A notable proportion of patients with taste disorders complain of xerostomia and when zinc is prescribed the xerostomia is often improved in conjunction with the taste disorder. To study the relationship between taste disorders, zinc deficiency and xerostomia, we measured salivary gland function and zinc levels in 93 patients with hypogeusia and/or xerostomia and 60 patients with unilateral acute peripheral facial palsy who served as controls. We then prescribed zinc for patients with low serum zinc levels and evaluated xerostomia and taste sensation after 6 months of this treatment. The salivary gland secretory ratio (SGSR), determined by dynamic salivary 99mTc scintigraphy, was found to be an objective measure of salivary gland function and was reduced in patients with xerostomia. patients with salivary gland dysfunction also had abnormal morphology of the papillae of the tongue. No significant relation was found between the severity of taste disorders and SGSR values, but low SGSR values were found in patients with zinc deficiency. patients with taste disorders and/or xerostomia who were treated with zinc had relief of symptoms at 6 months, indicating that both taste disorders and xerostomia are among the symptoms of zinc deficiency. ( info)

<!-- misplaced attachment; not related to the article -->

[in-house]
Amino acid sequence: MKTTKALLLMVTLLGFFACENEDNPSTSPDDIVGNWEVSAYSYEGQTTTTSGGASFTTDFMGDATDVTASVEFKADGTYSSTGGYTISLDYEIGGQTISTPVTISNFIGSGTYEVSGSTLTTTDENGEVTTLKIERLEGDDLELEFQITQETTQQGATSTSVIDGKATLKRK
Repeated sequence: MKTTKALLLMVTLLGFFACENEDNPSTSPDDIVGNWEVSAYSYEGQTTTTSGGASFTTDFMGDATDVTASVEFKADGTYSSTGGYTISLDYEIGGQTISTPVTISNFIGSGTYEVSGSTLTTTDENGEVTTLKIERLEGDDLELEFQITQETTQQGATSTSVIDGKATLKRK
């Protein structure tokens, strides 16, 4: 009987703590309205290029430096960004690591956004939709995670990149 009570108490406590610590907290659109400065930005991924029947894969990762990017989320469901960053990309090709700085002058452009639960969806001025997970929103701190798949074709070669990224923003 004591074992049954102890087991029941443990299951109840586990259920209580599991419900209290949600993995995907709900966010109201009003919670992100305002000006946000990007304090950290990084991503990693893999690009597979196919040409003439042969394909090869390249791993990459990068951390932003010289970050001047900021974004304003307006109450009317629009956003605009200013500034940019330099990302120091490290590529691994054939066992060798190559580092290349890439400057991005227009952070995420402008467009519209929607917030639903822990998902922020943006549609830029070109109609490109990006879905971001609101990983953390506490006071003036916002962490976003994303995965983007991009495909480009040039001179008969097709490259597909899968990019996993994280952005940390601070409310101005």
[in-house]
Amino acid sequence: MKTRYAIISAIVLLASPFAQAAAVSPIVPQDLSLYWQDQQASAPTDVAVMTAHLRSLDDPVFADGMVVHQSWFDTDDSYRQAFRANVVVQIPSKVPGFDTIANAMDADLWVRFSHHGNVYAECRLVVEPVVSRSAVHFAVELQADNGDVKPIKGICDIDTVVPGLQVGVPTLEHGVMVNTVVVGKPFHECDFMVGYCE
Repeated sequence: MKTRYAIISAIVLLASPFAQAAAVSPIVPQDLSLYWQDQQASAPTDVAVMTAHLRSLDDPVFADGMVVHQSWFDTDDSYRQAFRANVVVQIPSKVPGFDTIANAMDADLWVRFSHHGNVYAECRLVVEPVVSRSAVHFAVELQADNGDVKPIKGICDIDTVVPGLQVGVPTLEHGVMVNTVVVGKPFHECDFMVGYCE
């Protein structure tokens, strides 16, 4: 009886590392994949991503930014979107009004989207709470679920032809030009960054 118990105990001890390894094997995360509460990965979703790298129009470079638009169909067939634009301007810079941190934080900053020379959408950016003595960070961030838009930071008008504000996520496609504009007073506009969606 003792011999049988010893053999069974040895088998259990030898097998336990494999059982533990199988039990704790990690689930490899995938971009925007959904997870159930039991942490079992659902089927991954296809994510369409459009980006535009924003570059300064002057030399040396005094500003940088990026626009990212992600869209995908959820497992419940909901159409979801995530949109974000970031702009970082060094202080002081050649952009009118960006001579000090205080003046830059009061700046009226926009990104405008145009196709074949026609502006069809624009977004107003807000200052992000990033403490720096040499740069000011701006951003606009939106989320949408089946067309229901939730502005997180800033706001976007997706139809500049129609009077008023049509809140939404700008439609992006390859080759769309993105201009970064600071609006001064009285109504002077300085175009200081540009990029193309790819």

9/54. Changes in gustatory sense during pregnancy.

    Changes in gustatory sense were investigated in 97 pregnant women and in 30 healthy, non-pregnant women who served as controls. All 97 pregnant women completed a questionnaire regarding taste changes and 32 of them underwent serial tests of gustatory function, including electrogustometry and testing with filter paper disks placed over the areas of the chorda tympani nerve and glossopharyngeal nerve. All gustatory testing was performed by the same person. In addition, serum levels of trace elements were measured in 72 of the pregnant women. Of the 97 pregnant women, 90 (92.8%) reported in the questionnaire that they had experienced some type of change in taste during pregnancy, usually a change in sour taste (59 women; 65.6%). pregnant women had higher gustatory thresholds than non-pregnant women, with an especially marked decrease in gustatory function being noticed in the first trimester. Although serum zinc levels decreased in pregnant women between the second and third trimesters, zinc levels were in the normal range in the early stage of pregnancy. Thus, it is difficult to explain dysgeusia in the early stage of pregnancy as being associated with a deficiency of zinc. The decrease in gustatory function during the first trimester is considered to be due to the notable changes in secretion of hormones that occur during this stage. ( info)

10/54. A case of Cronkhite-canada syndrome whose major complaint, taste disturbance, was improved by zinc therapy.

    A patient whose major complaint was taste disturbance and who was diagnosed as having Cronkhite-canada syndrome was prescribed zinc sulfate. Improvement in taste disturbance was noted after 3 weeks of treatment, followed by gradual improvement in skin and gastrointestinal symptoms. Cronkhite-canada syndrome can be considered a zinc-deficiency disorder caused by gastrointestinal polyposis. ( info)